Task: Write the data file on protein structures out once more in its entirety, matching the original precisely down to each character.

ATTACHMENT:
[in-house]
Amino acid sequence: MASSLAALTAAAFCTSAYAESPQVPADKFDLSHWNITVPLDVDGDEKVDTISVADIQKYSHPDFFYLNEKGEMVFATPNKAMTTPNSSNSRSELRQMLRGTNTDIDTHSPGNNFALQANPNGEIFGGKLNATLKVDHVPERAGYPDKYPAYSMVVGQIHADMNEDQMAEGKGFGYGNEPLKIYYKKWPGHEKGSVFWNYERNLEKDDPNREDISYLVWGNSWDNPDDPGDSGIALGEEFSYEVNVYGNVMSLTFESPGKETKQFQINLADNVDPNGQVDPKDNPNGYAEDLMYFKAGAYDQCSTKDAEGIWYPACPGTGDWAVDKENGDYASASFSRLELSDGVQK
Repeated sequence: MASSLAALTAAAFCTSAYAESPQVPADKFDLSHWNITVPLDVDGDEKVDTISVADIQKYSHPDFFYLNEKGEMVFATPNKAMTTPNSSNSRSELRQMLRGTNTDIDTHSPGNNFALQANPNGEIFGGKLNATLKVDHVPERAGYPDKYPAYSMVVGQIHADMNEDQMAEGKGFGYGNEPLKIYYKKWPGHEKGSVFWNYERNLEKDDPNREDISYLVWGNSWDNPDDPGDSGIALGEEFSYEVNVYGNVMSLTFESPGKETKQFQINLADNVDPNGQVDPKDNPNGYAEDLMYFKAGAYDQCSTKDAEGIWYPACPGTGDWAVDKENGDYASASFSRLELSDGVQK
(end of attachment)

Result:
[in-house]
Amino acid sequence: MASSLAALTAAAFCTSAYAESPQVPADKFDLSHWNITVPLDVDGDEKVDTISVADIQKYSHPDFFYLNEKGEMVFATPNKAMTTPNSSNSRSELRQMLRGTNTDIDTHSPGNNFALQANPNGEIFGGKLNATLKVDHVPERAGYPDKYPAYSMVVGQIHADMNEDQMAEGKGFGYGNEPLKIYYKKWPGHEKGSVFWNYERNLEKDDPNREDISYLVWGNSWDNPDDPGDSGIALGEEFSYEVNVYGNVMSLTFESPGKETKQFQINLADNVDPNGQVDPKDNPNGYAEDLMYFKAGAYDQCSTKDAEGIWYPACPGTGDWAVDKENGDYASASFSRLELSDGVQK
Repeated sequence: MASSLAALTAAAFCTSAYAESPQVPADKFDLSHWNITVPLDVDGDEKVDTISVADIQKYSHPDFFYLNEKGEMVFATPNKAMTTPNSSNSRSELRQMLRGTNTDIDTHSPGNNFALQANPNGEIFGGKLNATLKVDHVPERAGYPDKYPAYSMVVGQIHADMNEDQMAEGKGFGYGNEPLKIYYKKWPGHEKGSVFWNYERNLEKDDPNREDISYLVWGNSWDNPDDPGDSGIALGEEFSYEVNVYGNVMSLTFESPGKETKQFQINLADNVDPNGQVDPKDNPNGYAEDLMYFKAGAYDQCSTKDAEGIWYPACPGTGDWAVDKENGDYASASFSRLELSDGVQK